September 23, 2005


2nd Banana Whose Taste Is Irresistible (JACQUES STEINBERG, 9/23/05, NY Times)

LOS ANGELES, Sept. 21 - Just as there has never been another lead character on television quite like Larry David - it would be hard to imagine Ralph Kramden or Ray Barone picking up a prostitute to qualify for the carpool lane to Dodger Stadium - there has never been a sidekick quite like Jeff Greene, the fictional Mr. David's fictional manager. [...]

Mr. Garlin's Jeff is more than Larry's bumbling enabler. Given how hard it can be, at times, for even loyal fans to watch Larry - in the second episode of the new season, he squares off with a man in a wheelchair over a handicap-accessible toilet - Jeff dilutes Larry's acidity with much-needed base.

"You're dealing with a show where the lead character is making the irritating and uncomfortable choice," said Jon Stewart, a friend of Mr. Garlin since both were stand-up comedians in New York in the late 1980's. "They both do a lot of shameful things. But Jeff is a cushion to Larry's harder floor."

"He is what I consider to be a human Cinnabon," Mr. Stewart added. "You probably shouldn't partake, but you just can't resist."

Mr. Garlin, 43, also plays an important role off camera on "Curb," as one of five executive producers. That title serves, at least in part, as an acknowledgment from Mr. David that the series might not have materialized had Mr. Garlin not broached the rough idea for it over lunch at a Koo-Koo-Roo chicken restaurant in Beverly Hills in the late 1990's.

While that conversation was impromptu, it was consistent with the backstage role that Mr. Garlin has played throughout a two-decade career as a comedian and actor: that of a trusted sounding board for fellow practitioners. In the mid-1990's, Mr. Stewart and Denis Leary extended separate invitations to Mr. Garlin, who trained at Second City in Chicago, to travel with them for several months to winnow stand-up material for HBO specials. (Mr. Stewart's was called "Unleavened"; Mr. Leary's, "Lock 'n' Load.") Mr. Garlin was charged with telling each comic where the laughs were.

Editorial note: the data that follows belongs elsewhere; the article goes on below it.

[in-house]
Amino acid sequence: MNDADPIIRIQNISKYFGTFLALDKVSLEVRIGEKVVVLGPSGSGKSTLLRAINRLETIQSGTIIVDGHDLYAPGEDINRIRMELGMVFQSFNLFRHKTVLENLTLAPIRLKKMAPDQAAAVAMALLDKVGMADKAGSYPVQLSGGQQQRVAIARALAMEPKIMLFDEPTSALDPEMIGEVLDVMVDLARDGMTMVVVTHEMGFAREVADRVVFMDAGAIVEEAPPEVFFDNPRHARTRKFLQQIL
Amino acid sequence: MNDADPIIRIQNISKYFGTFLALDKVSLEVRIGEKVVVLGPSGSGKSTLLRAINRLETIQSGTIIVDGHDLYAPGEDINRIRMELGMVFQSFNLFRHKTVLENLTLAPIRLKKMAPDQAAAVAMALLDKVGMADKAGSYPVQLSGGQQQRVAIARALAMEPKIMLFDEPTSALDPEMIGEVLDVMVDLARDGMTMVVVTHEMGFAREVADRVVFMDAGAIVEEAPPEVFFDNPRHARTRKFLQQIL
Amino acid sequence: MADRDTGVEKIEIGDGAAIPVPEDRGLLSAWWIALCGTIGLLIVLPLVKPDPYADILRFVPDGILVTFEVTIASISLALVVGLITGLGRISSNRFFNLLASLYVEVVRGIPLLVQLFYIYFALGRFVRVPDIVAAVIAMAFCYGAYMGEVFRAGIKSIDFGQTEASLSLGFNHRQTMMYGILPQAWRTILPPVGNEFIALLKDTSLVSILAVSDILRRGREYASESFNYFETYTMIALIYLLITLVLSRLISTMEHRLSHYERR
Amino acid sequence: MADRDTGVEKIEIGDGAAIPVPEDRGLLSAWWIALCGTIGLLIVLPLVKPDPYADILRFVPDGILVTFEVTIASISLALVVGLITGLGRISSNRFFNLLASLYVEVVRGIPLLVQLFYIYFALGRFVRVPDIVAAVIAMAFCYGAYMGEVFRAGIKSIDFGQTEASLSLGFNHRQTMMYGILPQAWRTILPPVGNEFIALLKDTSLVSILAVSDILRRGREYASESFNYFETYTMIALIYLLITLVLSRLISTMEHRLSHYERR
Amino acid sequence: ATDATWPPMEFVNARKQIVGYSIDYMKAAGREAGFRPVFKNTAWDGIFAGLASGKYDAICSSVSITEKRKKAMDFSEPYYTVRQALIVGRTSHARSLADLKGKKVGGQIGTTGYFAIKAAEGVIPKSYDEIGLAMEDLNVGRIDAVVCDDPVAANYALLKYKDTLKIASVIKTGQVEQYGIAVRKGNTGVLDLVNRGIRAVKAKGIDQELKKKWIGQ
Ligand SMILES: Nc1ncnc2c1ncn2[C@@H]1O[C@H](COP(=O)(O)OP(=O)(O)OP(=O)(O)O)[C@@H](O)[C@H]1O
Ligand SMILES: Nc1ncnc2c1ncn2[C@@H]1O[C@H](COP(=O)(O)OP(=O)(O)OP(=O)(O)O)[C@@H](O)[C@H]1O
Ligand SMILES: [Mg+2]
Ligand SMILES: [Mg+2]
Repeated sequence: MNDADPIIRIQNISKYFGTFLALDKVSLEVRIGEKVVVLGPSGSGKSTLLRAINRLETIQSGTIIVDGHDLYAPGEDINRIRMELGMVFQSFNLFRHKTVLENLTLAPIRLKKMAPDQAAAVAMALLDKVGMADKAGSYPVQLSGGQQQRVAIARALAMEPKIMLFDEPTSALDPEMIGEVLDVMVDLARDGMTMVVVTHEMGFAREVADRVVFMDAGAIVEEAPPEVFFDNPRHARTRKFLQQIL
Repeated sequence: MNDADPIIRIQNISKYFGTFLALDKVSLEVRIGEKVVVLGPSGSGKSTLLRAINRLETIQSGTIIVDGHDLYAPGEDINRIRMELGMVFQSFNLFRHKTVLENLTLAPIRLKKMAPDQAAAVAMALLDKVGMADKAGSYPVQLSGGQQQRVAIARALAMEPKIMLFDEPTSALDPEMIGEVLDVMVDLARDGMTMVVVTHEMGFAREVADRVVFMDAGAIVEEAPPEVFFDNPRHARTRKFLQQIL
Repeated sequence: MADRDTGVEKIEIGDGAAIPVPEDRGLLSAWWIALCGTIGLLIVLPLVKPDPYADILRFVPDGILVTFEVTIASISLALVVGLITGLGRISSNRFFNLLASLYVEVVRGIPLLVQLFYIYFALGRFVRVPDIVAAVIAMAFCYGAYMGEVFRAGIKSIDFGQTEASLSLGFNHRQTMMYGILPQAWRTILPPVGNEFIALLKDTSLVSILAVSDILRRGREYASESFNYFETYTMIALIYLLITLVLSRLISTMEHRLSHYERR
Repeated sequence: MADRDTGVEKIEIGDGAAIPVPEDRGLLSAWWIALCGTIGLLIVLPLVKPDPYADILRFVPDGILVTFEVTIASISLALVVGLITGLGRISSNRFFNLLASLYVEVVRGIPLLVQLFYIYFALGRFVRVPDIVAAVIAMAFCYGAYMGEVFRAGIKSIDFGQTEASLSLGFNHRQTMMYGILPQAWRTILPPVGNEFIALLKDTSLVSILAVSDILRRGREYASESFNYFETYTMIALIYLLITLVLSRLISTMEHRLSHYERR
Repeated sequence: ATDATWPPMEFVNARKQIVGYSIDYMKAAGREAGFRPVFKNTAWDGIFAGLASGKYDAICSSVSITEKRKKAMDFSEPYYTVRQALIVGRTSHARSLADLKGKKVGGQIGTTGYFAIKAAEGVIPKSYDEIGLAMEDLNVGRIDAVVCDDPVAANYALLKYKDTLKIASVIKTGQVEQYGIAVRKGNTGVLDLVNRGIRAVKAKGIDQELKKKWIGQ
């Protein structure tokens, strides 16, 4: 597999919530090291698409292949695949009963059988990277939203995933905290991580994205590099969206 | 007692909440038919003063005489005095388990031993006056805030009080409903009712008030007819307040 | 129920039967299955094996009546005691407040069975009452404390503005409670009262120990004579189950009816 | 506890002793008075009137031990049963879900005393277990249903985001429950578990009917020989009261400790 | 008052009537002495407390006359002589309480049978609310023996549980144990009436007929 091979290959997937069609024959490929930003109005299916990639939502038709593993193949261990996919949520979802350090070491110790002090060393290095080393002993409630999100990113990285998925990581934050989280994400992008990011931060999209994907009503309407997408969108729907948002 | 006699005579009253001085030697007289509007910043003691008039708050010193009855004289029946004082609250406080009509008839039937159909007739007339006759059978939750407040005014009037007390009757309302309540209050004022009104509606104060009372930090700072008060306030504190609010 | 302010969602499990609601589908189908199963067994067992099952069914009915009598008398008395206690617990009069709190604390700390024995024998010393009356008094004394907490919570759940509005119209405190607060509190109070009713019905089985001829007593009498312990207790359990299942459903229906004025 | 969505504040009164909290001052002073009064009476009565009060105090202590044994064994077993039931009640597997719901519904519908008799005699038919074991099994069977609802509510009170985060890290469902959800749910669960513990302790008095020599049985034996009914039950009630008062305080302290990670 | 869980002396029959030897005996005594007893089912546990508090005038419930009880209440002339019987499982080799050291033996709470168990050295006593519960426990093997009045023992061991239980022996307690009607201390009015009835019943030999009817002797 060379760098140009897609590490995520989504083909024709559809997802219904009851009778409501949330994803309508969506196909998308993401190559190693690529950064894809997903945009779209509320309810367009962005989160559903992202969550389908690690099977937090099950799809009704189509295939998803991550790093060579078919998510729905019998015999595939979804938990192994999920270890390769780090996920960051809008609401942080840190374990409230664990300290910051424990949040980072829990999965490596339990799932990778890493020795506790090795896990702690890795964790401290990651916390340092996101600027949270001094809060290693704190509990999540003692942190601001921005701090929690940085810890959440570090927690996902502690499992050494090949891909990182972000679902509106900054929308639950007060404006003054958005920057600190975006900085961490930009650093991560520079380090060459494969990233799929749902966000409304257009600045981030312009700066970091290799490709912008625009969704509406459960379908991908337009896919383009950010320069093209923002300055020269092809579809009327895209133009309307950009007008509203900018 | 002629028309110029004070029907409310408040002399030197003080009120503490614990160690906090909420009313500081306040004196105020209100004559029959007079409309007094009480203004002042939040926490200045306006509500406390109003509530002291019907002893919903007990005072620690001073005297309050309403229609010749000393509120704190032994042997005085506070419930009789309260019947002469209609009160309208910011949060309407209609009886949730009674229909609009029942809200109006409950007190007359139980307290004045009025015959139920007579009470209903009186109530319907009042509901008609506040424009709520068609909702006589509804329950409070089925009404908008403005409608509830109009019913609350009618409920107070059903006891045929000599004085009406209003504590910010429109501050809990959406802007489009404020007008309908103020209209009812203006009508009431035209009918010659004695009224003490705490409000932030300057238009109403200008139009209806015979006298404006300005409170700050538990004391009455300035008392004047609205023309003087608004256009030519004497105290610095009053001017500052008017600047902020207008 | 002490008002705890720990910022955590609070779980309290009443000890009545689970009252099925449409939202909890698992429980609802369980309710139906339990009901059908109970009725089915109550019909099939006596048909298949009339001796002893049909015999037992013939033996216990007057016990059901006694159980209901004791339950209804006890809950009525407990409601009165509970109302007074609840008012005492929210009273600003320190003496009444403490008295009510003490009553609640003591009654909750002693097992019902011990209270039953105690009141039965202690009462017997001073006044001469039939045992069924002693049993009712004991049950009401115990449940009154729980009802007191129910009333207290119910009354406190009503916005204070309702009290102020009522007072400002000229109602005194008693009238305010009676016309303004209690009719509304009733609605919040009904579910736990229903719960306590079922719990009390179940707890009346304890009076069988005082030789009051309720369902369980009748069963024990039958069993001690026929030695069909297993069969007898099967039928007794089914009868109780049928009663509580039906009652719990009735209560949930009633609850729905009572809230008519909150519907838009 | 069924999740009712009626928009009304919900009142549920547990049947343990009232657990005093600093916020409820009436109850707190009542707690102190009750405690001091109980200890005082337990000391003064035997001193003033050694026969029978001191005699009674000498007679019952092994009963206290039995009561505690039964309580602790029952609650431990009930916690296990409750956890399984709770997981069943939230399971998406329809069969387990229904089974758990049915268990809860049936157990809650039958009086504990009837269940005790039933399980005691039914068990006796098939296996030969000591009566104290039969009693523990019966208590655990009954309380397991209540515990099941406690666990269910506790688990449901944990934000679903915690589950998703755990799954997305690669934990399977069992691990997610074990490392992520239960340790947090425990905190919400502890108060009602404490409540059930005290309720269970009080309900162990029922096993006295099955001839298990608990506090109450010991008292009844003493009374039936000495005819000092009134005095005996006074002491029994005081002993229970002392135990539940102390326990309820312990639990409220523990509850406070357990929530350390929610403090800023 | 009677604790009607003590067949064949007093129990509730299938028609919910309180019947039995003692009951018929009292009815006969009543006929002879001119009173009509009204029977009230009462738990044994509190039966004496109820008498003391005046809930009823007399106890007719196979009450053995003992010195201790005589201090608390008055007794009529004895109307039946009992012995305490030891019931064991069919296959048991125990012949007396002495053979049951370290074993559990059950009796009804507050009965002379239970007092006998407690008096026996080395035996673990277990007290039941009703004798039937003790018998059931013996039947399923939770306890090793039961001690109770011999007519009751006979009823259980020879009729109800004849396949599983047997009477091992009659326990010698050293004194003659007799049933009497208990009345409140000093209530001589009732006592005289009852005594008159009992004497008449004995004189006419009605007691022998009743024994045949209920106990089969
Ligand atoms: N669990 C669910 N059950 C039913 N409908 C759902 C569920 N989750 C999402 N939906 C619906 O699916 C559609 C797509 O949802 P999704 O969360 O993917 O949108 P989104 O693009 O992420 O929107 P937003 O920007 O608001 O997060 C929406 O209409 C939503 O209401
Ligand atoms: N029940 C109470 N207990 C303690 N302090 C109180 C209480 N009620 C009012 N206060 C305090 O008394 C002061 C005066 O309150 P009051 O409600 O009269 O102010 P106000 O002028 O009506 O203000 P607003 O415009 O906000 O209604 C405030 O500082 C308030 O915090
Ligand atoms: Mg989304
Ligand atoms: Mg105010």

"I literally go out with a set of bullet points," Mr. Leary said of his sets. "I start talking. I find spots the audience finds interesting.

"When we'd get done, Jeff would tell me: 'This bit is good. This other bit has nothing to do with what we're talking about.' "

"I'd object," Mr. Leary added. "And like a baseball manager, he'd come right back at me."

By 1999, Mr. Garlin and Mr. David, who knew each other casually, were working in nearby offices at Castle Rock Entertainment. Mr. Garlin had just finished a run on "Mad About You" - he played Marvin, who worked in a sporting goods store - and was working on a pilot. Mr. David had finished "Seinfield" (he was a co-creator and executive producer) and was trying to figure out what was next.

When Mr. David mentioned to Mr. Garlin over lunch that he was mulling a return to the stand-up stage, Mr. Garlin had a ready reply: Mr. David should have it filmed as an HBO special. Implicit in Mr. Garlin's suggestion, both men agree, is that the backstage run-up to that special be a component of the special itself.

"I was very specific as to what the special would be because I had just directed Jon and Dennis," Mr. Garlin said, in an interview at one of his favorite haunts, the sprawling Farmers Market here. "The difference was that mine included a lot more stand-up and Larry's included more behind-the-scenes."

"He was right," Mr. Garlin added. "I could have brought the idea to a million other people, and we wouldn't be talking about a great show."

Mr. David refined that lunchtime conversation into a special in which the real Mr. David prepared a real comedy special while assisted by a fictional wife and manager. Cheryl Hines, a sketch comedy veteran, was cast as his wife. For the manager, Mr. David recalled thinking, "Why not Jeff?"

"Jeff never gives you anything that's off in a scene," Mr. David said. "He also has a great eye for what's wrong in a scene, when he's off camera."

"He is always honest," Mr. David added. "We've gotten in fights about that from time to time."

Having studied improv at Second City and mounted three one-man shows there, Mr. Garlin embraced the structure of "Curb." In lieu of dialogue, the actors are given outlines, sometimes just moments before the cameras roll.

Some actors appearing as guests have vomited with anxiety, Mr. Garlin said. "For me," he said, "being able to act out scenes with Larry David, you can't get more freeing or lucky than that."< /blockquote>

Posted by Orrin Judd at September 23, 2005 3:12 PM

It's a wonderful series.

Best comedy since Fawlty Towers.

Posted by: Ali Choudhury at September 24, 2005 3:51 AM